Individual Critical Analysis Paper

Submitted By lmorg11
Words: 2646
Pages: 11

Laura Morgan
Psychological Effects of Racism
Professor Ermitte Saint Jacques
December 14, 2014

Individual Critical Analysis Paper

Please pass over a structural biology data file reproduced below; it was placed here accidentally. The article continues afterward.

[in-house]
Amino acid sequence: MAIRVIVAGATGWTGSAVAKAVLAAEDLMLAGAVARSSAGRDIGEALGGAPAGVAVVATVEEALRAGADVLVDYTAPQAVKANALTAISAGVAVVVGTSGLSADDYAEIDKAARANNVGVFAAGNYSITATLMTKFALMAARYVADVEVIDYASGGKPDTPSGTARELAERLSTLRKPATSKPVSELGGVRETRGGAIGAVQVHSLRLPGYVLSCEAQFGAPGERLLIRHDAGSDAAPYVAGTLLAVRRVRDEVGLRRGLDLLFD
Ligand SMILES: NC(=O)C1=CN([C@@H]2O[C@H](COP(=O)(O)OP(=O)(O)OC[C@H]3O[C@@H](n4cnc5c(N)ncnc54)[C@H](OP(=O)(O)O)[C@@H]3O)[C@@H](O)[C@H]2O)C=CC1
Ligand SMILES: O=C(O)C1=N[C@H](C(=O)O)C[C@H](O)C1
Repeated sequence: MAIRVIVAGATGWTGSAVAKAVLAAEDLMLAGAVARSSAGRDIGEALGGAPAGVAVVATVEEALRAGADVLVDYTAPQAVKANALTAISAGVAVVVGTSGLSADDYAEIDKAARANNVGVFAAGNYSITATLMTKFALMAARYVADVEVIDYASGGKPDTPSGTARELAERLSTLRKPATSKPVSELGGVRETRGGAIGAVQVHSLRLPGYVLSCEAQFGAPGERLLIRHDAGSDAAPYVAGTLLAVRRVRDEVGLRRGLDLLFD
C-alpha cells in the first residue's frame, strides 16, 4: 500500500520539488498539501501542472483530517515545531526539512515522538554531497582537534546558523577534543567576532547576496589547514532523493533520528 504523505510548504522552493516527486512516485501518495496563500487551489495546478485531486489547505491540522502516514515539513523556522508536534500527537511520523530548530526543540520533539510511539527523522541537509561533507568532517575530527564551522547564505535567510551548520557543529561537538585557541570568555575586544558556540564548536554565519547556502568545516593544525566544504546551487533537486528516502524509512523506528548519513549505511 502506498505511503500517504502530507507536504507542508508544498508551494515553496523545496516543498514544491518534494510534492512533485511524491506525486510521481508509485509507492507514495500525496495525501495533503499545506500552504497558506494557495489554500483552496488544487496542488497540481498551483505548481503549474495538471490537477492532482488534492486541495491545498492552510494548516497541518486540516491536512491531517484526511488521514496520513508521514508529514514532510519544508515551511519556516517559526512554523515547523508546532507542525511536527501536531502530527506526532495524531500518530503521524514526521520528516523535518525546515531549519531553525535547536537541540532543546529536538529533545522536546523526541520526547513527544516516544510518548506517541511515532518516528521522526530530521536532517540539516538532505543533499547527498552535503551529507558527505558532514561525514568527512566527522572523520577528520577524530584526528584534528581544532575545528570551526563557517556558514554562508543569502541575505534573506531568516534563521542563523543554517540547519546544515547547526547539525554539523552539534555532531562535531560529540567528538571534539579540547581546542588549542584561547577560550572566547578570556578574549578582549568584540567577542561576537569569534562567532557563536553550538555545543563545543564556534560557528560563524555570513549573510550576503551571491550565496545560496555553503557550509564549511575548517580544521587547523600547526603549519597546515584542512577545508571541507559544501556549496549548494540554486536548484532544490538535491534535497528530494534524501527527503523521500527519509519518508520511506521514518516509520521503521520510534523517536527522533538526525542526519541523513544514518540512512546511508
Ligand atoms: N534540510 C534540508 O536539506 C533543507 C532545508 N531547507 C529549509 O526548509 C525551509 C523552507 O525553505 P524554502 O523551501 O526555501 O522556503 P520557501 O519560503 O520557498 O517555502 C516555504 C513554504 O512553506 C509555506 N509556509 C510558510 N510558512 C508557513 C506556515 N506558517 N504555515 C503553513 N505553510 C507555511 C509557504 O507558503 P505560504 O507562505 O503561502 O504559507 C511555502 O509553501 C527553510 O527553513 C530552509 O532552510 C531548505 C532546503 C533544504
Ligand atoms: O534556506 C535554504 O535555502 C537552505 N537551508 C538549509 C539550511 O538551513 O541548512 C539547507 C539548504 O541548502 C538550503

Throughout this course, my understanding of race, racism, privilege and self-identity skyrocketed. I have learned an immense amount and am eager to take this new insight with me forward in life and instill it in my children from the very start. Though I had a wonderful childhood, which I know now white privilege attributed to, I realize now that there are things I would like my children to be aware of and learn that I did not. I want them to continue to be part of the change that this society is crying out for. Throughout this course, I really got an understanding of how a child goes through their self-identity process, as well as was able to go through my own racial identity process to an extent. I hope that a combination of my personal experiences and the abundance of knowledge that the readings and teachings of this course have brought me will allow me to help guide my children through their racial identity search and becoming a positive voice towards change starting at a very young age. Looking back, I can’t say I have a strong memory of being explained skin colors or race. As my child begins experiencing the world and reaches the age of the never ending questions, I hope to be able to address any questions they may ask in regards to race and skin color. I don’t want to brush off any opportunity that is presented to talk about race with them and to make a positive influence in their thinking on this topic. This course has reminded us that it’s important to aim for being color conscious instead of color blind. It’s important to recognize the struggles that racism brings to people, not to pretend they don’t exist. My child will be raised to see and understand these struggles and be reminded to help find ways to change this unequal balance in life. They will be color conscious, never color blind. In a newsletter from the University of Texas at Austin reporting on a study about white children learning about racism and how it affected their attitude towards people of color it states, “Both white and black children who learned about racism were more likely to value racial fairness and to express greater satisfaction with the lesson. White children whose lessons included information on discrimination showed more defensiveness, had more racial guilt (if they were older than 7) and were less likely to accept stereotypical views about African Americans.” It displays that children will absorb what they are learning and will recognize that there are issues. It opens the door for me and my child to have discussions about racism, the problems associated with it and what they can do to make a difference in changing it. Striving to have age-appropriate, responses and explanations to racially based questions that a young child is likely to have, such as my child asking why another child “looks dirty” or has a different skin color, is something that’s really important to me. I want to be able to teach them that we’re all different and it’s just like how we have different hair colors or eye colors. It’s what makes us individuals and it’s a great thing. It’s important to not push off these conversations until their older, children understand a lot and are easily influenced by the world around them, so by being a strong voice for my in a world of influences I can help them understand and have the right viewpoints on these issues. I think it’s also important that as a child grows and their understanding and intelligence grows, to explain why certain things they may get are attributed to white privilege and explain how this affects others. Throughout my entire schooling experience, kindergarten through senior year of college, academics have been one of the most important and stressed aspects of my life. My parents always have pushed me to strive for academic excellence and this is something that I fully…